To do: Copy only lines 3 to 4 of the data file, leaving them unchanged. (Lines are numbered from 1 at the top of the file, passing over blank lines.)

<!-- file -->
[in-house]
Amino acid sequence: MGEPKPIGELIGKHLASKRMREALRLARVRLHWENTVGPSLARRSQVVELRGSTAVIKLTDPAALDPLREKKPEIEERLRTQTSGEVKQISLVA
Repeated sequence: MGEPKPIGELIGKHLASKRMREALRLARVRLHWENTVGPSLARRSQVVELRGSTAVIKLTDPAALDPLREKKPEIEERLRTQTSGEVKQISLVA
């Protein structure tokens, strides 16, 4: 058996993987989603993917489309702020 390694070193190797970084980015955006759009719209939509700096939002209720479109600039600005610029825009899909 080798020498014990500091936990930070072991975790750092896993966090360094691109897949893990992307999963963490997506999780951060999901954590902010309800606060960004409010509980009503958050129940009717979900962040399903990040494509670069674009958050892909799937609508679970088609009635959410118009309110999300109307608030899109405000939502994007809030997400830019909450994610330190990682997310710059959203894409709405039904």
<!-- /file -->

Repeated sequence: MGEPKPIGELIGKHLASKRMREALRLARVRLHWENTVGPSLARRSQVVELRGSTAVIKLTDPAALDPLREKKPEIEERLRTQTSGEVKQISLVA
């Protein structure tokens, strides 16, 4: 058996993987989603993917489309702020 390694070193190797970084980015955006759009719209939509700096939002209720479109600039600005610029825009899909 080798020498014990500091936990930070072991975790750092896993966090360094691109897949893990992307999963963490997506999780951060999901954590902010309800606060960004409010509980009503958050129940009717979900962040399903990040494509670069674009958050892909799937609508679970088609009635959410118009309110999300109307608030899109405000939502994007809030997400830019909450994610330190990682997310710059959203894409709405039904």